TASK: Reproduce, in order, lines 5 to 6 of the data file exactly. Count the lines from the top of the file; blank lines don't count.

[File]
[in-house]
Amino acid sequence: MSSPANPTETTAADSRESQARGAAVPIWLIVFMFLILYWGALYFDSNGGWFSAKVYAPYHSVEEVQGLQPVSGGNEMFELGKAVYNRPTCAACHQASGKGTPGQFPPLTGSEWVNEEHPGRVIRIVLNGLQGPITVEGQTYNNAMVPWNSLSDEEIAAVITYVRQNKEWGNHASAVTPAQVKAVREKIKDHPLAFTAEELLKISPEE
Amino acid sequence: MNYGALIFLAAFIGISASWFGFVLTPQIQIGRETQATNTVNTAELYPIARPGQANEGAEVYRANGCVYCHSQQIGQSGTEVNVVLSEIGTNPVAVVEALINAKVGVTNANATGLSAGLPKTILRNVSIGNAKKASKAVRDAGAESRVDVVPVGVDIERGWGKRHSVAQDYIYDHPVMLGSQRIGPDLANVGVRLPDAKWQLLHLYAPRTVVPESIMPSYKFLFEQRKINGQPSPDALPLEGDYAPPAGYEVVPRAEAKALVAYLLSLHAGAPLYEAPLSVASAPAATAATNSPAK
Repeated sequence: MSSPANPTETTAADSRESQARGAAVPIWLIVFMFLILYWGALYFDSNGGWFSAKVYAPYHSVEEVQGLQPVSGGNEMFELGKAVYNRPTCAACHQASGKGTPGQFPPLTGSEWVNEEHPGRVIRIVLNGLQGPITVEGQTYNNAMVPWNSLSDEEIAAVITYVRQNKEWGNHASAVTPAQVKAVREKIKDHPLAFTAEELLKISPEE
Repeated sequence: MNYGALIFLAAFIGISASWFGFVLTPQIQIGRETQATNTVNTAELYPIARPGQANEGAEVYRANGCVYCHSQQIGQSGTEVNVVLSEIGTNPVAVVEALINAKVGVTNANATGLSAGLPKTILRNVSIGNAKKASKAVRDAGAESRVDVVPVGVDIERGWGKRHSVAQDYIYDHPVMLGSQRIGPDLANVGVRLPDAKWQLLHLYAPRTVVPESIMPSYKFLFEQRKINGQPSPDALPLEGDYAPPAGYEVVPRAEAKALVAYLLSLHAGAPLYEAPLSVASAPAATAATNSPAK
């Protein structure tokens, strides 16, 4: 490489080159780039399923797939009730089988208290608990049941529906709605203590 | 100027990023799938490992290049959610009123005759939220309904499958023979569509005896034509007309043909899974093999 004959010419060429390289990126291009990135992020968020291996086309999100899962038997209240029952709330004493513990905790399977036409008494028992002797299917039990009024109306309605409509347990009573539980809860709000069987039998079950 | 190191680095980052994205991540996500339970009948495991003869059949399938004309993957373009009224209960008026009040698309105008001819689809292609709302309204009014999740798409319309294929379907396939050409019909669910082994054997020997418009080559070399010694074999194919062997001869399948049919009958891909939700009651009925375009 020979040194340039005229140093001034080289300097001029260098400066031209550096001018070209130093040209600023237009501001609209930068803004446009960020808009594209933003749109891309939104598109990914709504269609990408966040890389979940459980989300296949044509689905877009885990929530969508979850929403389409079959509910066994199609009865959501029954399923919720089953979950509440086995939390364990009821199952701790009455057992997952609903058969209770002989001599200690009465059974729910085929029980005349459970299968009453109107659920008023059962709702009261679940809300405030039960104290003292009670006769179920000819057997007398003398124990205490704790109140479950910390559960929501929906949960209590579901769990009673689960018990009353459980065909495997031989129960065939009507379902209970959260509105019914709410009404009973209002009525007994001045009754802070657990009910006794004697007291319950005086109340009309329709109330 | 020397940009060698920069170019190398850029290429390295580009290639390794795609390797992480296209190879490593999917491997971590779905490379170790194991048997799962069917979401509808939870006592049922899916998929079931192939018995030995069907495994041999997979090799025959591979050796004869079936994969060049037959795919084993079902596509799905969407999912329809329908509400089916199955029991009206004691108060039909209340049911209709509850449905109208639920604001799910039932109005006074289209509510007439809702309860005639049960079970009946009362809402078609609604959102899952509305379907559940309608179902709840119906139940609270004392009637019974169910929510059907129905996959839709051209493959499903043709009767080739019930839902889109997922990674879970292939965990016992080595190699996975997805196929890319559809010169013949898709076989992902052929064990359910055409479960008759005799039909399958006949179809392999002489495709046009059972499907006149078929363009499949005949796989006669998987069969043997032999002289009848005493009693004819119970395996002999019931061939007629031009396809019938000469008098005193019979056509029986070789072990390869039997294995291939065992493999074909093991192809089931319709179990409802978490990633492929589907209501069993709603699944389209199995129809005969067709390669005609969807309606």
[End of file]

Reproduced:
Repeated sequence: MNYGALIFLAAFIGISASWFGFVLTPQIQIGRETQATNTVNTAELYPIARPGQANEGAEVYRANGCVYCHSQQIGQSGTEVNVVLSEIGTNPVAVVEALINAKVGVTNANATGLSAGLPKTILRNVSIGNAKKASKAVRDAGAESRVDVVPVGVDIERGWGKRHSVAQDYIYDHPVMLGSQRIGPDLANVGVRLPDAKWQLLHLYAPRTVVPESIMPSYKFLFEQRKINGQPSPDALPLEGDYAPPAGYEVVPRAEAKALVAYLLSLHAGAPLYEAPLSVASAPAATAATNSPAK
């Protein structure tokens, strides 16, 4: 490489080159780039399923797939009730089988208290608990049941529906709605203590 | 100027990023799938490992290049959610009123005759939220309904499958023979569509005896034509007309043909899974093999 004959010419060429390289990126291009990135992020968020291996086309999100899962038997209240029952709330004493513990905790399977036409008494028992002797299917039990009024109306309605409509347990009573539980809860709000069987039998079950 | 190191680095980052994205991540996500339970009948495991003869059949399938004309993957373009009224209960008026009040698309105008001819689809292609709302309204009014999740798409319309294929379907396939050409019909669910082994054997020997418009080559070399010694074999194919062997001869399948049919009958891909939700009651009925375009 020979040194340039005229140093001034080289300097001029260098400066031209550096001018070209130093040209600023237009501001609209930068803004446009960020808009594209933003749109891309939104598109990914709504269609990408966040890389979940459980989300296949044509689905877009885990929530969508979850929403389409079959509910066994199609009865959501029954399923919720089953979950509440086995939390364990009821199952701790009455057992997952609903058969209770002989001599200690009465059974729910085929029980005349459970299968009453109107659920008023059962709702009261679940809300405030039960104290003292009670006769179920000819057997007398003398124990205490704790109140479950910390559960929501929906949960209590579901769990009673689960018990009353459980065909495997031989129960065939009507379902209970959260509105019914709410009404009973209002009525007994001045009754802070657990009910006794004697007291319950005086109340009309329709109330 | 020397940009060698920069170019190398850029290429390295580009290639390794795609390797992480296209190879490593999917491997971590779905490379170790194991048997799962069917979401509808939870006592049922899916998929079931192939018995030995069907495994041999997979090799025959591979050796004869079936994969060049037959795919084993079902596509799905969407999912329809329908509400089916199955029991009206004691108060039909209340049911209709509850449905109208639920604001799910039932109005006074289209509510007439809702309860005639049960079970009946009362809402078609609604959102899952509305379907559940309608179902709840119906139940609270004392009637019974169910929510059907129905996959839709051209493959499903043709009767080739019930839902889109997922990674879970292939965990016992080595190699996975997805196929890319559809010169013949898709076989992902052929064990359910055409479960008759005799039909399958006949179809392999002489495709046009059972499907006149078929363009499949005949796989006669998987069969043997032999002289009848005493009693004819119970395996002999019931061939007629031009396809019938000469008098005193019979056509029986070789072990390869039997294995291939065992493999074909093991192809089931319709179990409802978490990633492929589907209501069993709603699944389209199995129809005969067709390669005609969807309606």